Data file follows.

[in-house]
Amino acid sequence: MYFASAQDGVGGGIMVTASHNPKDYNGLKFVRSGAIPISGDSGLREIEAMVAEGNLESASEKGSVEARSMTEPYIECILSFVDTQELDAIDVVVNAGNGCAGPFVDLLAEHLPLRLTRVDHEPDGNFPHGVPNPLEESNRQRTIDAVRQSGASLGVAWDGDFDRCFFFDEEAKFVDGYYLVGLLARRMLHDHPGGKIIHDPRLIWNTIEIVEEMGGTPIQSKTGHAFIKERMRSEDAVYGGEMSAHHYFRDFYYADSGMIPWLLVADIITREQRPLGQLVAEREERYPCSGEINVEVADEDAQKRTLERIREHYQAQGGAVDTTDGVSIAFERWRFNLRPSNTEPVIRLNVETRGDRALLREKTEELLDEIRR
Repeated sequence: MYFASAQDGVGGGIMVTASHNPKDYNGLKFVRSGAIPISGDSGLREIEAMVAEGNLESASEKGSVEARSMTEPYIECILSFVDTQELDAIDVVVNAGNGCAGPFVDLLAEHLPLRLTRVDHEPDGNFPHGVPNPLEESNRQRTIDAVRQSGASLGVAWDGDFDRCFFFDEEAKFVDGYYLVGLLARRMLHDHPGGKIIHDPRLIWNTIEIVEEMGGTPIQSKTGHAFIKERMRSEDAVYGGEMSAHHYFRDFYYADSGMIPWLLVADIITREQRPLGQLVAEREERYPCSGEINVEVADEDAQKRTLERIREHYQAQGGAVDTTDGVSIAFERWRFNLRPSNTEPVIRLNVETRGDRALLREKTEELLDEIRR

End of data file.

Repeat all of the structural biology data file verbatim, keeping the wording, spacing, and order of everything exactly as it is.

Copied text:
[in-house]
Amino acid sequence: MYFASAQDGVGGGIMVTASHNPKDYNGLKFVRSGAIPISGDSGLREIEAMVAEGNLESASEKGSVEARSMTEPYIECILSFVDTQELDAIDVVVNAGNGCAGPFVDLLAEHLPLRLTRVDHEPDGNFPHGVPNPLEESNRQRTIDAVRQSGASLGVAWDGDFDRCFFFDEEAKFVDGYYLVGLLARRMLHDHPGGKIIHDPRLIWNTIEIVEEMGGTPIQSKTGHAFIKERMRSEDAVYGGEMSAHHYFRDFYYADSGMIPWLLVADIITREQRPLGQLVAEREERYPCSGEINVEVADEDAQKRTLERIREHYQAQGGAVDTTDGVSIAFERWRFNLRPSNTEPVIRLNVETRGDRALLREKTEELLDEIRR
Repeated sequence: MYFASAQDGVGGGIMVTASHNPKDYNGLKFVRSGAIPISGDSGLREIEAMVAEGNLESASEKGSVEARSMTEPYIECILSFVDTQELDAIDVVVNAGNGCAGPFVDLLAEHLPLRLTRVDHEPDGNFPHGVPNPLEESNRQRTIDAVRQSGASLGVAWDGDFDRCFFFDEEAKFVDGYYLVGLLARRMLHDHPGGKIIHDPRLIWNTIEIVEEMGGTPIQSKTGHAFIKERMRSEDAVYGGEMSAHHYFRDFYYADSGMIPWLLVADIITREQRPLGQLVAEREERYPCSGEINVEVADEDAQKRTLERIREHYQAQGGAVDTTDGVSIAFERWRFNLRPSNTEPVIRLNVETRGDRALLREKTEELLDEIRR